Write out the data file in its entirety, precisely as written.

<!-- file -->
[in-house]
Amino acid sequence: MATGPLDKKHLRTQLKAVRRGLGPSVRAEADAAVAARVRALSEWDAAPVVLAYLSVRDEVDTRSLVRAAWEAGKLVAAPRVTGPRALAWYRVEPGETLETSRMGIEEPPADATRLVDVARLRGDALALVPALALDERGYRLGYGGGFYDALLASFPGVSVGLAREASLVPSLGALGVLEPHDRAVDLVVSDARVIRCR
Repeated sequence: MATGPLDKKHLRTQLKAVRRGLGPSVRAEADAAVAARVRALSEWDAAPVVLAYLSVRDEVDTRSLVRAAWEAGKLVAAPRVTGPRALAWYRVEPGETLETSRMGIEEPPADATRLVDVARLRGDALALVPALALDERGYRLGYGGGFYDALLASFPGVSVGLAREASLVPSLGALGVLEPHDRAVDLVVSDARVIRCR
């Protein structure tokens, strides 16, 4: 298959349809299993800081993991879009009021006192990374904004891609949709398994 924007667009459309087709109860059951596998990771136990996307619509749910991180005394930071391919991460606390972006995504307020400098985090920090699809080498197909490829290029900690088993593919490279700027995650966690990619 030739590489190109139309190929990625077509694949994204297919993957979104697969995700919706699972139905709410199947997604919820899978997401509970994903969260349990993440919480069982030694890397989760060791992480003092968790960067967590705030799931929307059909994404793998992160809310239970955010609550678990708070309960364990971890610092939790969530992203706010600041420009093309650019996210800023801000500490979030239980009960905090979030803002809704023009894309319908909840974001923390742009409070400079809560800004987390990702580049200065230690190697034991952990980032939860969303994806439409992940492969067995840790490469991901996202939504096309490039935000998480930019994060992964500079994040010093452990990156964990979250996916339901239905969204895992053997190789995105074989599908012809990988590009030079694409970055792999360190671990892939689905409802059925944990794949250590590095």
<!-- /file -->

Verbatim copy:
[in-house]
Amino acid sequence: MATGPLDKKHLRTQLKAVRRGLGPSVRAEADAAVAARVRALSEWDAAPVVLAYLSVRDEVDTRSLVRAAWEAGKLVAAPRVTGPRALAWYRVEPGETLETSRMGIEEPPADATRLVDVARLRGDALALVPALALDERGYRLGYGGGFYDALLASFPGVSVGLAREASLVPSLGALGVLEPHDRAVDLVVSDARVIRCR
Repeated sequence: MATGPLDKKHLRTQLKAVRRGLGPSVRAEADAAVAARVRALSEWDAAPVVLAYLSVRDEVDTRSLVRAAWEAGKLVAAPRVTGPRALAWYRVEPGETLETSRMGIEEPPADATRLVDVARLRGDALALVPALALDERGYRLGYGGGFYDALLASFPGVSVGLAREASLVPSLGALGVLEPHDRAVDLVVSDARVIRCR
């Protein structure tokens, strides 16, 4: 298959349809299993800081993991879009009021006192990374904004891609949709398994 924007667009459309087709109860059951596998990771136990996307619509749910991180005394930071391919991460606390972006995504307020400098985090920090699809080498197909490829290029900690088993593919490279700027995650966690990619 030739590489190109139309190929990625077509694949994204297919993957979104697969995700919706699972139905709410199947997604919820899978997401509970994903969260349990993440919480069982030694890397989760060791992480003092968790960067967590705030799931929307059909994404793998992160809310239970955010609550678990708070309960364990971890610092939790969530992203706010600041420009093309650019996210800023801000500490979030239980009960905090979030803002809704023009894309319908909840974001923390742009409070400079809560800004987390990702580049200065230690190697034991952990980032939860969303994806439409992940492969067995840790490469991901996202939504096309490039935000998480930019994060992964500079994040010093452990990156964990979250996916339901239905969204895992053997190789995105074989599908012809990988590009030079694409970055792999360190671990892939689905409802059925944990794949250590590095």